Euronews meets the last Feathermaster of Paris, Eric Charles-Donatien, always in demand from the fashion houses, but keen to ensure he is not the last of his kind in the French capital.
Fragile, ephemeral, born of nature yet ideally suited to artifice, few things are as delicate as a feather. Euronews went to Paris, to meet the last master of feathercraft in the city.
"The art of feathercraft dates back centuries here in Paris. We have come to the capital of fashion to visit one of the city's last remaining feather masters, Eric Charles-Donatien", reports Euronews' Doloresz Katanich.
"You have your hands for yourself, your head to help them, your heart to make sure they become sensitive, and emotional with people. I do not think that any valuable craftwork can eliminate emotion," said Donatien.
This attitude drives one of the most sought-after master artisans in today's fashion world.
Eric Charles-Donatien values being behind the scenes, hence he has his studio modestly nestled in the 11th district in Paris.
He started in a very similar hidden but exclusive workshop, in the legendary Maison Lemarié, (founded in 1880), specialized in featherwork.
After creating his own company, he has kept working, hand in hand with some of the biggest luxury brands on their creations.
The artisan works on interior design pieces and decor elements as well as different pieces of fashion, such as feathercrafted jewellery.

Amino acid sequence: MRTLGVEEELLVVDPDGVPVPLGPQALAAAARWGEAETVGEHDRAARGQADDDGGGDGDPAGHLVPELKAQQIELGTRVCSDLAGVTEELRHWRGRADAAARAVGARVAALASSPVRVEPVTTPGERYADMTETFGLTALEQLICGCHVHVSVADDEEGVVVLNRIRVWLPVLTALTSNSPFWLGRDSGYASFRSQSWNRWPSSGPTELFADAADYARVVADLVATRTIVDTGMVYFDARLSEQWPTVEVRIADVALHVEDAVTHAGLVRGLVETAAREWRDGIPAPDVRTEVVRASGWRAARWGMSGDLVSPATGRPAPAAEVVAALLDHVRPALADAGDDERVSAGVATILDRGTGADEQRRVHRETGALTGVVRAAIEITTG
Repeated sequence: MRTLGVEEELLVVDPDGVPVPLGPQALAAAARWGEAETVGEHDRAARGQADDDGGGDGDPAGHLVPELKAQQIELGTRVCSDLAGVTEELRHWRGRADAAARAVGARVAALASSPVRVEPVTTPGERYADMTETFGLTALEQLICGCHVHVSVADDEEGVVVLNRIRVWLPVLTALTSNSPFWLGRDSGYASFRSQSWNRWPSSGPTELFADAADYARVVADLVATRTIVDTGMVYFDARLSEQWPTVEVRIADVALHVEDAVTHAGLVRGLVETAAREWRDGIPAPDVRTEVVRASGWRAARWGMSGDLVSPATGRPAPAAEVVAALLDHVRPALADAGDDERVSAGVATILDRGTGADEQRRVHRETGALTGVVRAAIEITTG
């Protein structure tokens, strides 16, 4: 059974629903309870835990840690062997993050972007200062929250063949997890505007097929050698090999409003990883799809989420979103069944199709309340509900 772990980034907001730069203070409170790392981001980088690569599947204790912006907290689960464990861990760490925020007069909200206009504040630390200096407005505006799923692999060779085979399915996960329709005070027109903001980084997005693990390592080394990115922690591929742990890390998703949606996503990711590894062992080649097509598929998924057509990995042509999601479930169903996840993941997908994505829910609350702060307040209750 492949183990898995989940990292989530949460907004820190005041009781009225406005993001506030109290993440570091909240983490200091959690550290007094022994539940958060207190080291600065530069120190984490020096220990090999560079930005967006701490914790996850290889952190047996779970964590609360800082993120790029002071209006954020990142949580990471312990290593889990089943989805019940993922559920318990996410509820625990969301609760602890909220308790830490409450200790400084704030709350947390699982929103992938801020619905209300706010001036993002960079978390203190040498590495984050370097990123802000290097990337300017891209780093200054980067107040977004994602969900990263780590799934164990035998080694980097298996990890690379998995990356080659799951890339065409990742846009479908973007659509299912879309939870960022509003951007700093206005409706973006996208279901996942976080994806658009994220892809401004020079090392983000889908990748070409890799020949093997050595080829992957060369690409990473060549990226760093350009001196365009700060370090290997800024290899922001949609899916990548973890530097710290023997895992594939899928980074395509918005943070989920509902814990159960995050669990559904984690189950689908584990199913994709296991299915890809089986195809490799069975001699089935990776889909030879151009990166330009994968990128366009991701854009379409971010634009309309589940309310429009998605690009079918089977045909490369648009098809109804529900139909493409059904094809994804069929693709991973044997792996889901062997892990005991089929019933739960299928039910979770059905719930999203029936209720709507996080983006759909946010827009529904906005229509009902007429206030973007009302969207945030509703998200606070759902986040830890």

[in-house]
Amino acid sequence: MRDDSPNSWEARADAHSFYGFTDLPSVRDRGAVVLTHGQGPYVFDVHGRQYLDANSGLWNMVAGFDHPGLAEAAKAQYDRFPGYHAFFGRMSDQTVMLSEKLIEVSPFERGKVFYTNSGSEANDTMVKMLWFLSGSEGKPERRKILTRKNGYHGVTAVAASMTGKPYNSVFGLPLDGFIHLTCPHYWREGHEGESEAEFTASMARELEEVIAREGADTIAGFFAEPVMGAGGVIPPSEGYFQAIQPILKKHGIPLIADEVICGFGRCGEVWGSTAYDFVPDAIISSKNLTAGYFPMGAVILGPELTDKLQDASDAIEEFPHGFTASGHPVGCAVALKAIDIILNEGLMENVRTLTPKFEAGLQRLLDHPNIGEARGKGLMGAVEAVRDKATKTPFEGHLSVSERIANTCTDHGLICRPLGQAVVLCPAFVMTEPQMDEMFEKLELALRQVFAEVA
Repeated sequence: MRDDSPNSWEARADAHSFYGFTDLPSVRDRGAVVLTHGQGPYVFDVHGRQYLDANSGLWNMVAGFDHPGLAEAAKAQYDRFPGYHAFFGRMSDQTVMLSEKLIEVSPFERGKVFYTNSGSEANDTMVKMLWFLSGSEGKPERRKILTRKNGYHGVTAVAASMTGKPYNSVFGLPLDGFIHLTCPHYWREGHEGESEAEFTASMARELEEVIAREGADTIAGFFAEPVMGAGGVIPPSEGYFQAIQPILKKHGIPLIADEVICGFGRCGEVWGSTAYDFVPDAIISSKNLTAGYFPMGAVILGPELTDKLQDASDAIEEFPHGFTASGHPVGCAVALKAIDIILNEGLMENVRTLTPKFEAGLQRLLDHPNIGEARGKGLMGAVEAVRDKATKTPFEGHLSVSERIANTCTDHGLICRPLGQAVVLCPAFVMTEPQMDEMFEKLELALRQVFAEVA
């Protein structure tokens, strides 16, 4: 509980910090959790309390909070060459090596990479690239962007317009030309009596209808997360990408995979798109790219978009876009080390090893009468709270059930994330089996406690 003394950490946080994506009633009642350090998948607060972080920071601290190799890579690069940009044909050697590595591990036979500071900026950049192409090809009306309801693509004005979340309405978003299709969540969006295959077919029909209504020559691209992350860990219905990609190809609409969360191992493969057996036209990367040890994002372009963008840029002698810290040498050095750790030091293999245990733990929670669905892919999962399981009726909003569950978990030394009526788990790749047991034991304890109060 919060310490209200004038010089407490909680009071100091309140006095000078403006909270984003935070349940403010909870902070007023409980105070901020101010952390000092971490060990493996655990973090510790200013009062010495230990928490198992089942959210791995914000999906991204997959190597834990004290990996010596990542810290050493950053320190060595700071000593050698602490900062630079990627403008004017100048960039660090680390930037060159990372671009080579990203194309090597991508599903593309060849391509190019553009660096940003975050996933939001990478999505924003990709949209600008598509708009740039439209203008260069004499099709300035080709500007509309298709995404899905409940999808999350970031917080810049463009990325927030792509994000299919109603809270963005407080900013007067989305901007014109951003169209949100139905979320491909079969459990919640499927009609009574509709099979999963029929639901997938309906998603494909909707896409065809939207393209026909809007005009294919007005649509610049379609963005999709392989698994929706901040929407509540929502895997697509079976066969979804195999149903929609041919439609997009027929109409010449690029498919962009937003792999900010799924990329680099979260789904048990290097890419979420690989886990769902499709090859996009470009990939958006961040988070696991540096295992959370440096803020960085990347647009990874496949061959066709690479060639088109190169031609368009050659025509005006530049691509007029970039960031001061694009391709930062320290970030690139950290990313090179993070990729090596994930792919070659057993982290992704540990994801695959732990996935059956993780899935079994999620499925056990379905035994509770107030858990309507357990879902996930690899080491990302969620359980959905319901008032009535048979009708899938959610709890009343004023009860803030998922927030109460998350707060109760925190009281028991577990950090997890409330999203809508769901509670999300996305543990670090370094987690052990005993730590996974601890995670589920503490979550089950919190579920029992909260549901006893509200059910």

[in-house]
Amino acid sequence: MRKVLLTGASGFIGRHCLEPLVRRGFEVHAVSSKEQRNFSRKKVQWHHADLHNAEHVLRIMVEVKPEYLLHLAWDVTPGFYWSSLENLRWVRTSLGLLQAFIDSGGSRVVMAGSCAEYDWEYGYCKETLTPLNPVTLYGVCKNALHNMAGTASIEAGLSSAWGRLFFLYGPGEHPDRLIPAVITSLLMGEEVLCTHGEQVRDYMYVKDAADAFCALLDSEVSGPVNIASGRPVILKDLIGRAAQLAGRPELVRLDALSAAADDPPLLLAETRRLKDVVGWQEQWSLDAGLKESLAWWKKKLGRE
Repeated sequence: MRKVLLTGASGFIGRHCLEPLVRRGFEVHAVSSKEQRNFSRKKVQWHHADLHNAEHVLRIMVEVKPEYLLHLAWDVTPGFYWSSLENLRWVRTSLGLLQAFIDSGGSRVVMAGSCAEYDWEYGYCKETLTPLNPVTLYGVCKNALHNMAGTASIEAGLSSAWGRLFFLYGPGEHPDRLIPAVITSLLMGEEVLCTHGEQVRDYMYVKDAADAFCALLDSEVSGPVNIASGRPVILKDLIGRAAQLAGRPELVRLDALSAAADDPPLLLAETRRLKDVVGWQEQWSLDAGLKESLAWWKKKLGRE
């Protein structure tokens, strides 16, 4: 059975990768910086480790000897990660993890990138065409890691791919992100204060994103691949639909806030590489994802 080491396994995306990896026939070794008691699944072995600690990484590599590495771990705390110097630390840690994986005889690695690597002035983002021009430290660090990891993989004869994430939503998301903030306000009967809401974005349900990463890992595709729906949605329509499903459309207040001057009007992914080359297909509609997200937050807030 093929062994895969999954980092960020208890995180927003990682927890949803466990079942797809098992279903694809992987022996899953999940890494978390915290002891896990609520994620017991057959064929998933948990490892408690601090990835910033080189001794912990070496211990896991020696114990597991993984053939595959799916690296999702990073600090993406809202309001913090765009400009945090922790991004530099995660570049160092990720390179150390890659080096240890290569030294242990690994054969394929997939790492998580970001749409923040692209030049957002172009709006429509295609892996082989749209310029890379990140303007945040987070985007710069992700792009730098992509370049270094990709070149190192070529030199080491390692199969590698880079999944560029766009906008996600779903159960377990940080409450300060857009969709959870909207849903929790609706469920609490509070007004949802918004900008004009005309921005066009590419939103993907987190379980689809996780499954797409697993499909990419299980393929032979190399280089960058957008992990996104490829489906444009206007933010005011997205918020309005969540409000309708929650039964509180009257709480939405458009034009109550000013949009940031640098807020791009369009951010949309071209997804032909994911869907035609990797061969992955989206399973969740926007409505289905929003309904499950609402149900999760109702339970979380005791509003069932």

"My concept is to always mix the feathers with something else, I am from a mix myself, I am Indian-Caribbean, and I think that mixing is the key in our work," he said.
Among other things, he has created a table centrepiece for the Homo Faber exhibition in Venice, using different materials to show the diversity of this craft.
"The centrepiece was one of the options we had for the Homo Faber exhibition. It's an arch and the idea is to evoke armour, to remember that feathers are exactly like scales functioning as something beautiful but also something that protects as well as welcomes."
While he possesses some outstanding feathers, donated to him mainly by zoos, he emphasizes that only naturally-shed feathers are used in his craft.
He observes the current Washington Convention and uses no protected or endangered bird feathers. He regularly holds workshops for young aspiring artisans to make sure the craft is properly passed down to the next generation.
"It is hard to make them understand that there are some times when they have to forget themselves behind the work. It is about sharing, it is about making sure that you are doing something for this craft, for these feathers," he said.
Eric Charles-Donatien sees some challenges ahead for craftspeople in Europe and all around the world.
"I think that we have to reevaluate handwork. We understood that we can promote it by showing and sharing, but now we have to understand that if we do not give it an economic value it, it will die," warns Donatien.
The feather artist is invited to participate at the Homo Faber exhibition in Venice to showcase his rare craft among other representatives of the finest European craftwork.